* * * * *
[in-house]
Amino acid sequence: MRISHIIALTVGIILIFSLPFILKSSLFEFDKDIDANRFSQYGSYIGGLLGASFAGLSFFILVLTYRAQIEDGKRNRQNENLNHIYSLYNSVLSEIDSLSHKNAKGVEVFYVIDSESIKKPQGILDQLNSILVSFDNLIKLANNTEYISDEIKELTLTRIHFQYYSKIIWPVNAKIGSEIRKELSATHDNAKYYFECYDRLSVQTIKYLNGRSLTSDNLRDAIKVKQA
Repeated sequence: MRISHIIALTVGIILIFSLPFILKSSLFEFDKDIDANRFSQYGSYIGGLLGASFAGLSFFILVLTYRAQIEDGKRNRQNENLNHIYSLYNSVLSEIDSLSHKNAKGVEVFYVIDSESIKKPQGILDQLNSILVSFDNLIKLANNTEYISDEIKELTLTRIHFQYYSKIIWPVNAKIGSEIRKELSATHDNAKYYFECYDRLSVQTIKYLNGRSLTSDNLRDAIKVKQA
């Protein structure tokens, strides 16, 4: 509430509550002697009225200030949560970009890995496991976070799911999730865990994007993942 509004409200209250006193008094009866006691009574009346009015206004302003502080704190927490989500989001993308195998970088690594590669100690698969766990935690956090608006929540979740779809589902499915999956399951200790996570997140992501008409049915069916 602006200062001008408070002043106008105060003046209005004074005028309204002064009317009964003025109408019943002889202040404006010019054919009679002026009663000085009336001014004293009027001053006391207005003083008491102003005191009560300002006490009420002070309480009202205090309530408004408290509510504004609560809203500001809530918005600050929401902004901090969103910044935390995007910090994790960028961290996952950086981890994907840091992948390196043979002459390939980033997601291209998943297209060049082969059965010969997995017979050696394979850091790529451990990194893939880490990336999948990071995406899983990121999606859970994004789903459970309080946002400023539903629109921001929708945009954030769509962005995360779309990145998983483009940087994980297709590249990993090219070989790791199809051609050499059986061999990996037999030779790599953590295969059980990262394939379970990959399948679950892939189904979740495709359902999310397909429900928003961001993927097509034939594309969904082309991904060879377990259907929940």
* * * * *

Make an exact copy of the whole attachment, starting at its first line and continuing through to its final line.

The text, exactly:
[in-house]
Amino acid sequence: MRISHIIALTVGIILIFSLPFILKSSLFEFDKDIDANRFSQYGSYIGGLLGASFAGLSFFILVLTYRAQIEDGKRNRQNENLNHIYSLYNSVLSEIDSLSHKNAKGVEVFYVIDSESIKKPQGILDQLNSILVSFDNLIKLANNTEYISDEIKELTLTRIHFQYYSKIIWPVNAKIGSEIRKELSATHDNAKYYFECYDRLSVQTIKYLNGRSLTSDNLRDAIKVKQA
Repeated sequence: MRISHIIALTVGIILIFSLPFILKSSLFEFDKDIDANRFSQYGSYIGGLLGASFAGLSFFILVLTYRAQIEDGKRNRQNENLNHIYSLYNSVLSEIDSLSHKNAKGVEVFYVIDSESIKKPQGILDQLNSILVSFDNLIKLANNTEYISDEIKELTLTRIHFQYYSKIIWPVNAKIGSEIRKELSATHDNAKYYFECYDRLSVQTIKYLNGRSLTSDNLRDAIKVKQA
């Protein structure tokens, strides 16, 4: 509430509550002697009225200030949560970009890995496991976070799911999730865990994007993942 509004409200209250006193008094009866006691009574009346009015206004302003502080704190927490989500989001993308195998970088690594590669100690698969766990935690956090608006929540979740779809589902499915999956399951200790996570997140992501008409049915069916 602006200062001008408070002043106008105060003046209005004074005028309204002064009317009964003025109408019943002889202040404006010019054919009679002026009663000085009336001014004293009027001053006391207005003083008491102003005191009560300002006490009420002070309480009202205090309530408004408290509510504004609560809203500001809530918005600050929401902004901090969103910044935390995007910090994790960028961290996952950086981890994907840091992948390196043979002459390939980033997601291209998943297209060049082969059965010969997995017979050696394979850091790529451990990194893939880490990336999948990071995406899983990121999606859970994004789903459970309080946002400023539903629109921001929708945009954030769509962005995360779309990145998983483009940087994980297709590249990993090219070989790791199809051609050499059986061999990996037999030779790599953590295969059980990262394939379970990959399948679950892939189904979740495709359902999310397909429900928003961001993927097509034939594309969904082309991904060879377990259907929940």